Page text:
(And yeah, you could lie, but I trust the people reading this blog--and if by chance someone does lie? Well, if it's important enough for them to lie about, so be it. There's not a verification process involved.)
I did something like this a couple of years ago with my first book and it was a really fun way to get my books into the hands of readers I would never have come into contact with otherwise.
So if you’re game, post in the comments and let me know the name of the school, whether it's an elementary, middle, or junior high school, and the state where the school library/librarian resides. Again, there is no verification process, it's just fun to see the geographical spread. At the end of next week (Saturday morning, September 2nd) I'll do a random drawing and notify the winners on the blog.
If you have any questions, post those, too!
Friday, August 18, 2006
If you have time, poke around her website because as I say, it's an amazing resource for anyone who likes kids' books or has young readers in their lives. Lots of book recommendations and reviews, author interviews, etc.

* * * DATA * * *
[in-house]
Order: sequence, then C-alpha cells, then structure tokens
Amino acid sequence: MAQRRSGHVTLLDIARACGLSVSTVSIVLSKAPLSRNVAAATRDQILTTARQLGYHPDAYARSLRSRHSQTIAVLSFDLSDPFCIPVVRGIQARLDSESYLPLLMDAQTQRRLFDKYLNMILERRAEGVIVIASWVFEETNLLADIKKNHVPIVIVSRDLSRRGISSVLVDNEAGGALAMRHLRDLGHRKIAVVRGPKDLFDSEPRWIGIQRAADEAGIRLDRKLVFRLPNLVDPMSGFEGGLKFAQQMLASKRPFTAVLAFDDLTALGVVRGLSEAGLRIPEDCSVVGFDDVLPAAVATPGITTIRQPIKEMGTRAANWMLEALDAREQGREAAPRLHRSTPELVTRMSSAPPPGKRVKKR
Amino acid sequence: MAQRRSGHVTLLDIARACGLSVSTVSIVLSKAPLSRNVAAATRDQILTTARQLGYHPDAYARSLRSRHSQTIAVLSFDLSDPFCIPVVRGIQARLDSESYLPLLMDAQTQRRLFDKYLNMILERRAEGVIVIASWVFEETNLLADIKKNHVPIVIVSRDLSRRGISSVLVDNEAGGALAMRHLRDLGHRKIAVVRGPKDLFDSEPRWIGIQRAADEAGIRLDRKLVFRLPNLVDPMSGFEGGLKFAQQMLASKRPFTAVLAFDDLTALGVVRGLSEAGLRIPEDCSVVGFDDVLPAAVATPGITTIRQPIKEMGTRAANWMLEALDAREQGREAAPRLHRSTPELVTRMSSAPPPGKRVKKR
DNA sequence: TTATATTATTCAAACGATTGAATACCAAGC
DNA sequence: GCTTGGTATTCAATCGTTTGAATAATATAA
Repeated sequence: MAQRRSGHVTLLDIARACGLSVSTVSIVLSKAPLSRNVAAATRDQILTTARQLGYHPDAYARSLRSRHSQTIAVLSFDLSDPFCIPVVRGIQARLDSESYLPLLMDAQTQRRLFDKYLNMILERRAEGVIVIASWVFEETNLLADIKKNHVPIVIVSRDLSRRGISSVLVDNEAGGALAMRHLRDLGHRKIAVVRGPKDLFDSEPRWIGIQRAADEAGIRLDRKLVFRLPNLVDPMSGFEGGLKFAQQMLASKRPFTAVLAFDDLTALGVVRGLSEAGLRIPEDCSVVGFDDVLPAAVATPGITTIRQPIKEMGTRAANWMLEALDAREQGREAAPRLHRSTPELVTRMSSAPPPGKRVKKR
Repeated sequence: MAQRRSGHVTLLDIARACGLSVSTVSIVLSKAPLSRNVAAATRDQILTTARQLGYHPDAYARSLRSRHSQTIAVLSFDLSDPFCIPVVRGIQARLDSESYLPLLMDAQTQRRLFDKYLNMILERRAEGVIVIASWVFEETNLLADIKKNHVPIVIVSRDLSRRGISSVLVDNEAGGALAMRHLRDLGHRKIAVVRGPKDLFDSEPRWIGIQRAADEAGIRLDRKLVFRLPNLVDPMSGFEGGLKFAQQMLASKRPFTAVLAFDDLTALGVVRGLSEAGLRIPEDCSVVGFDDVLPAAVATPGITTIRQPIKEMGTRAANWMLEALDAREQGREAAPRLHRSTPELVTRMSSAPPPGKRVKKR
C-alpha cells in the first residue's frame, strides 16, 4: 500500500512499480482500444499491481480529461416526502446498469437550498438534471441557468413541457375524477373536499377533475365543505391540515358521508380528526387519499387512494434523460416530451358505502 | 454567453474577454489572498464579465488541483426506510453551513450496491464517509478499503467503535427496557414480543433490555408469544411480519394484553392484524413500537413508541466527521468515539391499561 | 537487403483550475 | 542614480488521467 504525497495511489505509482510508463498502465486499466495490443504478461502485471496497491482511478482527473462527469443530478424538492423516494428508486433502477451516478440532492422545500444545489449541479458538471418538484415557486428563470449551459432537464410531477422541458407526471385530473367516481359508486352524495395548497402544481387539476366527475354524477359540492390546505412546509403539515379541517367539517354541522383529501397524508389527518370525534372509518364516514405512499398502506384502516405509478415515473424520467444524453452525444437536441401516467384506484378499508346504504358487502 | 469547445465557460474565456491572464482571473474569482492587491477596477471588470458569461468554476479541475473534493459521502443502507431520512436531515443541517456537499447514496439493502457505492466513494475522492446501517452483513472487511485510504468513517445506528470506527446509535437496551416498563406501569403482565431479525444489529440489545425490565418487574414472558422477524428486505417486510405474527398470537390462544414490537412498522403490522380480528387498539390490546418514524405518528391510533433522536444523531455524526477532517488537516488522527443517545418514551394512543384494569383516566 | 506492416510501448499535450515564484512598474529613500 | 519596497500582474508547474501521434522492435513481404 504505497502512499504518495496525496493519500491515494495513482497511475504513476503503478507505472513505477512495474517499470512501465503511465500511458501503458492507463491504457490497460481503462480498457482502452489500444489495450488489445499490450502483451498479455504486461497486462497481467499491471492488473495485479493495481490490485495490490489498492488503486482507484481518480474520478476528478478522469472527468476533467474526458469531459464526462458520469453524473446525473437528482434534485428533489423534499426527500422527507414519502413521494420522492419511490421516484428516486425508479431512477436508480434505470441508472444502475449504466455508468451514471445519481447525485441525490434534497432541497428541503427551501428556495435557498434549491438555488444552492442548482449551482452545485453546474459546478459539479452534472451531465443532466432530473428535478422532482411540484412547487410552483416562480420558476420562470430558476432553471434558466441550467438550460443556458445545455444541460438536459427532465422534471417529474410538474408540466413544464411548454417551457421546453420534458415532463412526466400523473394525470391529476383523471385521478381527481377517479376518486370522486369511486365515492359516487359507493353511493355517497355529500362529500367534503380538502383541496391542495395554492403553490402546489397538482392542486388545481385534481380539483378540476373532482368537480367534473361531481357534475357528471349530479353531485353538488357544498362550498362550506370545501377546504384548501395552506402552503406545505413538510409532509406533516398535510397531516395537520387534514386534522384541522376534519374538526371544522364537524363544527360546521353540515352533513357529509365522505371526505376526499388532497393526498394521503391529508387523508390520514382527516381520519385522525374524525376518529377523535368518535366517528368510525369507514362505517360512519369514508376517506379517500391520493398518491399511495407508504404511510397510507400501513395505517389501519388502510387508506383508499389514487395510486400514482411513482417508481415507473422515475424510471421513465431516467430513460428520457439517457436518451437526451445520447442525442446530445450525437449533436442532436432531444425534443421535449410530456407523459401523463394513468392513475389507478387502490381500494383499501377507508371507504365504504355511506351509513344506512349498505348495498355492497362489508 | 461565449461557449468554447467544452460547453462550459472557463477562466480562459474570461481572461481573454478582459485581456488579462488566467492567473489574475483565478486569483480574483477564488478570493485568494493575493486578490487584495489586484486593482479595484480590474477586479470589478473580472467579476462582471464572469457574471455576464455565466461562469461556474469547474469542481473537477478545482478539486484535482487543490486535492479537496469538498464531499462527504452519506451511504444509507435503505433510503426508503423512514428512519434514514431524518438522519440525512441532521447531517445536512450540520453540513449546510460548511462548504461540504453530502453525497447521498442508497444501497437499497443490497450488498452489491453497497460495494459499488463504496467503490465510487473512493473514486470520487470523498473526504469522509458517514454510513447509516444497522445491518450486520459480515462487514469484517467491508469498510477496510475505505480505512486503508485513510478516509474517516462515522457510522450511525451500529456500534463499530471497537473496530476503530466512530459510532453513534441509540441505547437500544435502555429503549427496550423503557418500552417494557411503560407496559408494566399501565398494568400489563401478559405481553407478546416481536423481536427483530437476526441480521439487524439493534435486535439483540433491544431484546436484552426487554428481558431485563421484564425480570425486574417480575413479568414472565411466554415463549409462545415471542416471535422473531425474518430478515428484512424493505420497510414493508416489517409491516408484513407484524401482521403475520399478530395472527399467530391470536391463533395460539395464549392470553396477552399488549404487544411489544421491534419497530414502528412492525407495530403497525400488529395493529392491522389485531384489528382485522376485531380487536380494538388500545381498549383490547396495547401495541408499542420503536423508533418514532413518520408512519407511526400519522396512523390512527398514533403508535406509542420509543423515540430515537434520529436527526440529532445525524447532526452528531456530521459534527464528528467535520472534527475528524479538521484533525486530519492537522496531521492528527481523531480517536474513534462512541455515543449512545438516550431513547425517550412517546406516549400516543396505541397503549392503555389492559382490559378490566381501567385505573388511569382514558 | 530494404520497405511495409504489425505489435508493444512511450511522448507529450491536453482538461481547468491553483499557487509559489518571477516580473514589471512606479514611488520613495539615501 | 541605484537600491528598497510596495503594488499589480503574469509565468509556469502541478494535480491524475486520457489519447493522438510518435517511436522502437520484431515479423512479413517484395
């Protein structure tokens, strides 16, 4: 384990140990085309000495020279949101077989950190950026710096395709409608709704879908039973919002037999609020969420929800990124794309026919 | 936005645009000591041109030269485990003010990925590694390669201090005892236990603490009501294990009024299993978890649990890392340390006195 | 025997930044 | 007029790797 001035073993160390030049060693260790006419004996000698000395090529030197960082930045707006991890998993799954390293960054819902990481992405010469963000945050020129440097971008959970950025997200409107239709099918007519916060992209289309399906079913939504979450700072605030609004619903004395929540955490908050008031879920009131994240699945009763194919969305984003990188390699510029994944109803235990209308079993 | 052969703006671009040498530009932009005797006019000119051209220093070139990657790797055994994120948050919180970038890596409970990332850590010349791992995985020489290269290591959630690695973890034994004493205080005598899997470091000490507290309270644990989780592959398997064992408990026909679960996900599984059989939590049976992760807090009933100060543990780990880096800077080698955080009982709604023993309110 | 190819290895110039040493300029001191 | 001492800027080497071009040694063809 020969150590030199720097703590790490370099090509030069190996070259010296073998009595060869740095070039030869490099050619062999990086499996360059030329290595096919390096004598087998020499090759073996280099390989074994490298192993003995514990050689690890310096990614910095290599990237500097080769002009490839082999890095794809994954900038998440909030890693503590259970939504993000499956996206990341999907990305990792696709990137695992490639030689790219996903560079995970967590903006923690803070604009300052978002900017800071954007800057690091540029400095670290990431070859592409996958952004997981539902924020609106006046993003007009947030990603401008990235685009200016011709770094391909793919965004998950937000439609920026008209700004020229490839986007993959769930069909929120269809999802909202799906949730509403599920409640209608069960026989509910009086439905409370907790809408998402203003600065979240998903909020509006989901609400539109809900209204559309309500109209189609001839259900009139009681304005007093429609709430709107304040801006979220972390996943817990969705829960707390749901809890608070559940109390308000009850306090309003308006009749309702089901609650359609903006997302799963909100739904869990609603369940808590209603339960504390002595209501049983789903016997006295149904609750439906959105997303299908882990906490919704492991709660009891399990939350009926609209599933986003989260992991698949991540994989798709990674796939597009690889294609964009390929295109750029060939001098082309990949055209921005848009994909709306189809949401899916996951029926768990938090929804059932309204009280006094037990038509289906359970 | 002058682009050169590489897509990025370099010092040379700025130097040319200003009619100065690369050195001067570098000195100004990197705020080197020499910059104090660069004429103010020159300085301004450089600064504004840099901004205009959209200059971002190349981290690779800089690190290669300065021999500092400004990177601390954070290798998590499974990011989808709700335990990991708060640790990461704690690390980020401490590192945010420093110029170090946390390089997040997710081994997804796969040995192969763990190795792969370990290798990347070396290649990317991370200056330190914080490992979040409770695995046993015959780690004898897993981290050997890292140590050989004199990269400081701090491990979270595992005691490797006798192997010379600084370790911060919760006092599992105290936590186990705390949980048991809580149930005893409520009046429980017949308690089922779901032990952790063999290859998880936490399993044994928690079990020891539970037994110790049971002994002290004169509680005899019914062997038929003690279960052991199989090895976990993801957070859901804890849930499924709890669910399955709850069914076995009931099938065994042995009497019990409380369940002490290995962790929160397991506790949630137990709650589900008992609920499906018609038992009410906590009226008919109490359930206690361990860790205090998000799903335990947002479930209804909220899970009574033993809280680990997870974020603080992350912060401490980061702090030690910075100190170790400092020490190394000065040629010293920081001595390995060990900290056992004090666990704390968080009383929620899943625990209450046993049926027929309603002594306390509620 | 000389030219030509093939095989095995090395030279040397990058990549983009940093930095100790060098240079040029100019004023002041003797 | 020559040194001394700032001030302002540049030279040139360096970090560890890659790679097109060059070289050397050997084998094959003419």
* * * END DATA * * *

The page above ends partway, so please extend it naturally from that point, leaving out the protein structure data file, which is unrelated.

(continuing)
Wednesday, August 16, 2006
On another note…
Trying to find books we think our kids will love, and that will consequently turn them on to reading, can be really hard. After all, there are so many books out there. One of the advantages for my boys was that I was steeped in children's publishing and following the market closely while they were young readers, so I often had a bird's eye view of books they might be interested in.
Even though they are well past the kid books stage, I am not and still read many, many books. It occured to me it might be helpful to post short reviews of those books that really worked for me and that I would put into a child's hand, thus Reading Recommendations was born.